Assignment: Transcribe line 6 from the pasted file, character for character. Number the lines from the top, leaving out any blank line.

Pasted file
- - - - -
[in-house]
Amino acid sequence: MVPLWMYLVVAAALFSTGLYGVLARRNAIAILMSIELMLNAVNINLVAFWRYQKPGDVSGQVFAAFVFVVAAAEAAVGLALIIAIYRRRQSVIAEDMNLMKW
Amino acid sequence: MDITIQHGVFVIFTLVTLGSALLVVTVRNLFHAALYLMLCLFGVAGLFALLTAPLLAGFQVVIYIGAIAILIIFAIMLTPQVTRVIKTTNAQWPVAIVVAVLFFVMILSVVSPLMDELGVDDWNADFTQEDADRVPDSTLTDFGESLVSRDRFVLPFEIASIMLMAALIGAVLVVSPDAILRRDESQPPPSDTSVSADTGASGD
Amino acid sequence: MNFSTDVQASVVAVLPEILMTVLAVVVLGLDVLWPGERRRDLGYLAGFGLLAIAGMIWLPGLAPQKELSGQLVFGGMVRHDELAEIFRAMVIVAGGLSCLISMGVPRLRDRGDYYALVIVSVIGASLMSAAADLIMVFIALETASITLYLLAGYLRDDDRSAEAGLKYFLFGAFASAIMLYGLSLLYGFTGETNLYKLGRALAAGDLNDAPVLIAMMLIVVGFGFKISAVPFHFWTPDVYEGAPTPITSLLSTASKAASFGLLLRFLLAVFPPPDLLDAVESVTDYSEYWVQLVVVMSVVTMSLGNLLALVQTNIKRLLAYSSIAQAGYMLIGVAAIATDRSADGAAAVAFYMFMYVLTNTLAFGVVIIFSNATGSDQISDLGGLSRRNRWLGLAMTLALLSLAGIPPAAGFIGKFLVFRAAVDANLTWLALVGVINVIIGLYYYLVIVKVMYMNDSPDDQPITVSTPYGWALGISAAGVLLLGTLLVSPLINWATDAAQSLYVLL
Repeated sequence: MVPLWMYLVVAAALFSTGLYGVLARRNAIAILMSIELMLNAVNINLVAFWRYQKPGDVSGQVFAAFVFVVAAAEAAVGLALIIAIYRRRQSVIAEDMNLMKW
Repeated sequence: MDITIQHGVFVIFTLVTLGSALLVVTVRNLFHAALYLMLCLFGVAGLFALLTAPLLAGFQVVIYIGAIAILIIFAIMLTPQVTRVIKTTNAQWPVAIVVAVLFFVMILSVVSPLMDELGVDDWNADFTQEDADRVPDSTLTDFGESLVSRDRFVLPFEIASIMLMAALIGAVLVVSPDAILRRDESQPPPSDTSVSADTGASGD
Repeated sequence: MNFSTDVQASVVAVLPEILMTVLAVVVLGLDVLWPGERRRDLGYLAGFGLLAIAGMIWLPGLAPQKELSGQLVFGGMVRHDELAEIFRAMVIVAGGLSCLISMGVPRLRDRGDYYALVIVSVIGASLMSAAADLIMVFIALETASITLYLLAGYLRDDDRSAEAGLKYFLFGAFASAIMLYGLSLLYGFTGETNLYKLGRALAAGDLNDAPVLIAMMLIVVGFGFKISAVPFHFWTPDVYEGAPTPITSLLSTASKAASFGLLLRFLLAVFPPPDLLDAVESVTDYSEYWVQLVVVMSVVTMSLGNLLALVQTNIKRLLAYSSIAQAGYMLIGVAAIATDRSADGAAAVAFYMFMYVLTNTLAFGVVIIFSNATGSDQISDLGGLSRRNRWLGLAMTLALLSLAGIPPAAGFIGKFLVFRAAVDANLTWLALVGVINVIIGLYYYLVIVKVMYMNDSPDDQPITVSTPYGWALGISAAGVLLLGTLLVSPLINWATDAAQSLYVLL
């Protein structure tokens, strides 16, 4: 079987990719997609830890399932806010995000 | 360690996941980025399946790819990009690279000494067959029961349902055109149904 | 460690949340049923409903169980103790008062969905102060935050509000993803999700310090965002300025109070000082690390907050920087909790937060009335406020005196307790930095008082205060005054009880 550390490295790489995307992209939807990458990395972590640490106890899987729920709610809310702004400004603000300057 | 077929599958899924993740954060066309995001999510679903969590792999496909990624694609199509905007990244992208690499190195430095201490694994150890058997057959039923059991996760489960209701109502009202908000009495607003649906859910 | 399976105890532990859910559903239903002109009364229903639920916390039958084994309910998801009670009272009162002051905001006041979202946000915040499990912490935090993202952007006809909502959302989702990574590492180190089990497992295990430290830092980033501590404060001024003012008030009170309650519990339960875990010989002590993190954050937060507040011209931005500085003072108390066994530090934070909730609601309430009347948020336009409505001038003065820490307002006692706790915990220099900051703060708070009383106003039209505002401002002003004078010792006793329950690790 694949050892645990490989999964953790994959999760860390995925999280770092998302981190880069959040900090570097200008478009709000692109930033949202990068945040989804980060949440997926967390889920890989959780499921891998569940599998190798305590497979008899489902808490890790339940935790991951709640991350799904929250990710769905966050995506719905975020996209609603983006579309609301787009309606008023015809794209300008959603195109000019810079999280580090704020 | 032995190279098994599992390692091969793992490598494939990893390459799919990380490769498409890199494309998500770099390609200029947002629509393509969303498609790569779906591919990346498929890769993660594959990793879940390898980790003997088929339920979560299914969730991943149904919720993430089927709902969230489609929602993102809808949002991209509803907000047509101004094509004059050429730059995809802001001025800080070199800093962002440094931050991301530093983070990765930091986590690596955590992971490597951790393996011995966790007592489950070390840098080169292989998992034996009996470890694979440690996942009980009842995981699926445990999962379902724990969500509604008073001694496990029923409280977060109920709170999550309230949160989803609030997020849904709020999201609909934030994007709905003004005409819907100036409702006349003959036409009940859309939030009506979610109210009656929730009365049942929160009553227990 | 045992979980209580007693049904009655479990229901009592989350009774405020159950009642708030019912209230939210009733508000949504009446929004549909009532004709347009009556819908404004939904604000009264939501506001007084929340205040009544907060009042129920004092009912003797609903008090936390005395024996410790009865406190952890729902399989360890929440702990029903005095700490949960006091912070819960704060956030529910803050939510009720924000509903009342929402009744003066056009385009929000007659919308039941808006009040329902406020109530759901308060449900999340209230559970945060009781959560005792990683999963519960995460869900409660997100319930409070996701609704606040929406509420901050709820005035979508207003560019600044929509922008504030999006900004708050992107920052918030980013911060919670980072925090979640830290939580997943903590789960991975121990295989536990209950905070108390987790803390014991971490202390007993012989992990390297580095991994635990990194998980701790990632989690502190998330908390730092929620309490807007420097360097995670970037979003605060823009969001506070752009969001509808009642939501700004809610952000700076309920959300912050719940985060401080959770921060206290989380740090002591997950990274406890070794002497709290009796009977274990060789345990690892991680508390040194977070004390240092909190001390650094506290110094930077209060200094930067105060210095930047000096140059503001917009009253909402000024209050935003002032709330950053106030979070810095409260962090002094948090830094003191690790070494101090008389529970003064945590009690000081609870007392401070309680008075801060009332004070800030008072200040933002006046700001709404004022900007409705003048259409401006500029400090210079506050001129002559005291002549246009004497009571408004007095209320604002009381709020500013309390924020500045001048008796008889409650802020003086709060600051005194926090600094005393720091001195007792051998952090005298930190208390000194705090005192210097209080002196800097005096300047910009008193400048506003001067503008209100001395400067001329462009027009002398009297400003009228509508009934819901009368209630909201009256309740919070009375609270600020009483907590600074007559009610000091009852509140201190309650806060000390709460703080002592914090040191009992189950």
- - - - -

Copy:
Repeated sequence: MDITIQHGVFVIFTLVTLGSALLVVTVRNLFHAALYLMLCLFGVAGLFALLTAPLLAGFQVVIYIGAIAILIIFAIMLTPQVTRVIKTTNAQWPVAIVVAVLFFVMILSVVSPLMDELGVDDWNADFTQEDADRVPDSTLTDFGESLVSRDRFVLPFEIASIMLMAALIGAVLVVSPDAILRRDESQPPPSDTSVSADTGASGD